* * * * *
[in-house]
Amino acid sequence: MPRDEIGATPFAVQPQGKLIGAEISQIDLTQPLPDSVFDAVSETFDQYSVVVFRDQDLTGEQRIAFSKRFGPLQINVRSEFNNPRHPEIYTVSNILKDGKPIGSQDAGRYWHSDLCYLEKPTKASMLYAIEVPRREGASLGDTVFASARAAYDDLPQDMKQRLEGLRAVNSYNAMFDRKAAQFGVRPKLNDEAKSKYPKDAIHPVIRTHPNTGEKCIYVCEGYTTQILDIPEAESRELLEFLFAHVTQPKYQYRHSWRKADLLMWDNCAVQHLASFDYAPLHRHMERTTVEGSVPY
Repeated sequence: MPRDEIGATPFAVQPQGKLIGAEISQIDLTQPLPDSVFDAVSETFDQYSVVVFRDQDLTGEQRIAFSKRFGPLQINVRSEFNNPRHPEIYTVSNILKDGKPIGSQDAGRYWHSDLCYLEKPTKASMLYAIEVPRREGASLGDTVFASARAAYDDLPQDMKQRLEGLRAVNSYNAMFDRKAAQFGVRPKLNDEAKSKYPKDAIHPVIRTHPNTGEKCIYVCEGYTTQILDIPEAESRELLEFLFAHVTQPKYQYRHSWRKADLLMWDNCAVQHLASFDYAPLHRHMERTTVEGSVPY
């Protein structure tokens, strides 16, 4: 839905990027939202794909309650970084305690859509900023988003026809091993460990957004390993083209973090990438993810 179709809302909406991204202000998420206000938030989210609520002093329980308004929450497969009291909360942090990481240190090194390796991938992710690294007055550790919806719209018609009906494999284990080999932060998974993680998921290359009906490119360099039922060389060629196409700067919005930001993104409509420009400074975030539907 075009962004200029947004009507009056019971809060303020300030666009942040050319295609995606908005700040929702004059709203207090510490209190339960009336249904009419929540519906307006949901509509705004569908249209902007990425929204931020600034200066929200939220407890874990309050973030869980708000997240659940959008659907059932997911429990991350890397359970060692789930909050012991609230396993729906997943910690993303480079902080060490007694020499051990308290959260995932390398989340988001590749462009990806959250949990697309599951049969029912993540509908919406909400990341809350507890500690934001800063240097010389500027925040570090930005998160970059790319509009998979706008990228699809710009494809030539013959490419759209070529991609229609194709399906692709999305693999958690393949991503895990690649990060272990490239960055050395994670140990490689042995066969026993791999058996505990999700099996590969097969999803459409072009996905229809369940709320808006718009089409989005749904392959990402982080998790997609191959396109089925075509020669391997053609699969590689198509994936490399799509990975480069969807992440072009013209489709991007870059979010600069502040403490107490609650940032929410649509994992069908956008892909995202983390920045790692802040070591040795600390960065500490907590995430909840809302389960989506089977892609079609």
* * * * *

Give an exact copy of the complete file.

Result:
[in-house]
Amino acid sequence: MPRDEIGATPFAVQPQGKLIGAEISQIDLTQPLPDSVFDAVSETFDQYSVVVFRDQDLTGEQRIAFSKRFGPLQINVRSEFNNPRHPEIYTVSNILKDGKPIGSQDAGRYWHSDLCYLEKPTKASMLYAIEVPRREGASLGDTVFASARAAYDDLPQDMKQRLEGLRAVNSYNAMFDRKAAQFGVRPKLNDEAKSKYPKDAIHPVIRTHPNTGEKCIYVCEGYTTQILDIPEAESRELLEFLFAHVTQPKYQYRHSWRKADLLMWDNCAVQHLASFDYAPLHRHMERTTVEGSVPY
Repeated sequence: MPRDEIGATPFAVQPQGKLIGAEISQIDLTQPLPDSVFDAVSETFDQYSVVVFRDQDLTGEQRIAFSKRFGPLQINVRSEFNNPRHPEIYTVSNILKDGKPIGSQDAGRYWHSDLCYLEKPTKASMLYAIEVPRREGASLGDTVFASARAAYDDLPQDMKQRLEGLRAVNSYNAMFDRKAAQFGVRPKLNDEAKSKYPKDAIHPVIRTHPNTGEKCIYVCEGYTTQILDIPEAESRELLEFLFAHVTQPKYQYRHSWRKADLLMWDNCAVQHLASFDYAPLHRHMERTTVEGSVPY
């Protein structure tokens, strides 16, 4: 839905990027939202794909309650970084305690859509900023988003026809091993460990957004390993083209973090990438993810 179709809302909406991204202000998420206000938030989210609520002093329980308004929450497969009291909360942090990481240190090194390796991938992710690294007055550790919806719209018609009906494999284990080999932060998974993680998921290359009906490119360099039922060389060629196409700067919005930001993104409509420009400074975030539907 075009962004200029947004009507009056019971809060303020300030666009942040050319295609995606908005700040929702004059709203207090510490209190339960009336249904009419929540519906307006949901509509705004569908249209902007990425929204931020600034200066929200939220407890874990309050973030869980708000997240659940959008659907059932997911429990991350890397359970060692789930909050012991609230396993729906997943910690993303480079902080060490007694020499051990308290959260995932390398989340988001590749462009990806959250949990697309599951049969029912993540509908919406909400990341809350507890500690934001800063240097010389500027925040570090930005998160970059790319509009998979706008990228699809710009494809030539013959490419759209070529991609229609194709399906692709999305693999958690393949991503895990690649990060272990490239960055050395994670140990490689042995066969026993791999058996505990999700099996590969097969999803459409072009996905229809369940709320808006718009089409989005749904392959990402982080998790997609191959396109089925075509020669391997053609699969590689198509994936490399799509990975480069969807992440072009013209489709991007870059979010600069502040403490107490609650940032929410649509994992069908956008892909995202983390920045790692802040070591040795600390960065500490907590995430909840809302389960989506089977892609079609």